The Haute Route Dolomites 2019 got underway this morning at 7:30am, with the international peloton of over 300 riders cycling across the start line at Cortina d’Ampezzo. Ahead of them lay two options: a 98km Original course with 3300m+ or a 66.6km Compact course with 2270m+. Whichever course they opted for, it promised to be an incredible day on the bike.
The riders had the chance to test out their legs early on with the first climb to Passo Falzarego. With a manageable gradient and stunning scenery, the climb gave riders the opportunity to settle into the day whilst also acting as a confidence boost.
“I have just completed the first climb and it wasn’t too bad which is a promising start. The weather is a lot better than expected and the day is going very well so far. I am aiming for a place in the top 100 so I am going to keep pushing the legs a bit over the next trio of climbs” said Jan Vandenbossche from the UK.
For Heather Mackenzie, from the USA, it was all about getting the first climb out of the way: “I was incredibly nervous about starting today and I thought I was going to be right at the back but I got to the top of the first climb and even overtook people I didn’t expect to. Now I feel amazing and can’t wait for the rest of the weekend.”
Settling into some easier miles after the first climb, the next trio of climbs loomed ahead, starting with Passo Pordoi climb. Many riders claimed this was their favourite climb of the day with a steady gradient and a rewarding descent. The extra speed from this downhill section then helped riders take on the first hairpins of the Passo Sella after a quick gear change. With the Sella Massif walls towering right above them and views of the Marmolada Glacier, riders pushed on to complete their third climb of the day. The Passo Gardena climb comes hot on the heels of the Passo Sella however, leaving riders with a short recovery but a rewarding and fun descent into the final miles.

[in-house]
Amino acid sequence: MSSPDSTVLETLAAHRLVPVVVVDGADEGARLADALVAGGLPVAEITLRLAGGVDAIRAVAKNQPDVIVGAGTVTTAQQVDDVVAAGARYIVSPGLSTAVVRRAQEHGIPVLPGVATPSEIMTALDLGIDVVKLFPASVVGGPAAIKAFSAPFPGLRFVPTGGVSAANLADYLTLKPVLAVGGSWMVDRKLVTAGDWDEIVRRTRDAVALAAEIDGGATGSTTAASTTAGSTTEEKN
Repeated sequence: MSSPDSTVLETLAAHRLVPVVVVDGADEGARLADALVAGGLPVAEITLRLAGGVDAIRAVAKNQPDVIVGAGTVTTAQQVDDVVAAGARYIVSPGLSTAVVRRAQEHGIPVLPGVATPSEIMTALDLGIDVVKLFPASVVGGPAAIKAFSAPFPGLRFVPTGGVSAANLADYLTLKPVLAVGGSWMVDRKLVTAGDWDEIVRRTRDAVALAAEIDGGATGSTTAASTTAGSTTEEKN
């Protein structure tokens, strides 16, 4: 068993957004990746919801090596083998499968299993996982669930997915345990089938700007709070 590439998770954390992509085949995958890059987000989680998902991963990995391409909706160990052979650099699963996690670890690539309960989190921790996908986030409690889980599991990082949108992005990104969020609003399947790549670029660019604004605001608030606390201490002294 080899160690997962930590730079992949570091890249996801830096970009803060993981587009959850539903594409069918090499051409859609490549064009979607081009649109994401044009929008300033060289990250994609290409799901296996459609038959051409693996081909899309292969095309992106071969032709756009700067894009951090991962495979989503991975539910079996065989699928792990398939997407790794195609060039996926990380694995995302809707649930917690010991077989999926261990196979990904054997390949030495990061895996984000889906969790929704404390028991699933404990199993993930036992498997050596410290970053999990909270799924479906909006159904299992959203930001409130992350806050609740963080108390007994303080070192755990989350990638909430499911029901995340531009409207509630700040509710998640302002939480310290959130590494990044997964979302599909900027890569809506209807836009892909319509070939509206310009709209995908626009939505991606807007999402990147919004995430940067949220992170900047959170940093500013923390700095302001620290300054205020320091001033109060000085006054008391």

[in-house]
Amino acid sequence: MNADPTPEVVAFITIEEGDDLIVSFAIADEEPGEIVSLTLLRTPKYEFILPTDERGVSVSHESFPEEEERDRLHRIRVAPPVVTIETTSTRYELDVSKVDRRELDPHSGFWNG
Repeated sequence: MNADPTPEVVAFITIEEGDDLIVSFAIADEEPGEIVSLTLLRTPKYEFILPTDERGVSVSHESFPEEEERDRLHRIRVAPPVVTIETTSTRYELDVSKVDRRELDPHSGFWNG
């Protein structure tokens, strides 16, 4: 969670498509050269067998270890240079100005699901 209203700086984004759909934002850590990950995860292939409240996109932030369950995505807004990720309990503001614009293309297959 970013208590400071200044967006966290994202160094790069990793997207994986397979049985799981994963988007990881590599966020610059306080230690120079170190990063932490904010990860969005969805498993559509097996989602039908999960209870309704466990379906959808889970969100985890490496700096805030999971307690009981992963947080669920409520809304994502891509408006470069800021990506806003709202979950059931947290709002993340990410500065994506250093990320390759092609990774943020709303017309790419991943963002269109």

Speaking to riders at the final feed station, the day proved a big hit. “My favourite part was actually the neturalised descents. It was fabulous as it gave you chance to descend safely, have a bit of a chat with other riders and enjoy the scenery before getting to work again at the upcoming timed section” said Gary Wyatt from the UK.
The work wasn’t over just yet however, with a short but difficult climb left to complete in order to complete Stage One. Ending at the top of the snow-capped Passo Valparola, it was a finish to remember, with riders returning to Cortina d’Ampezzo to talk about the highlights of the day and make use of the massage and additional services at the event village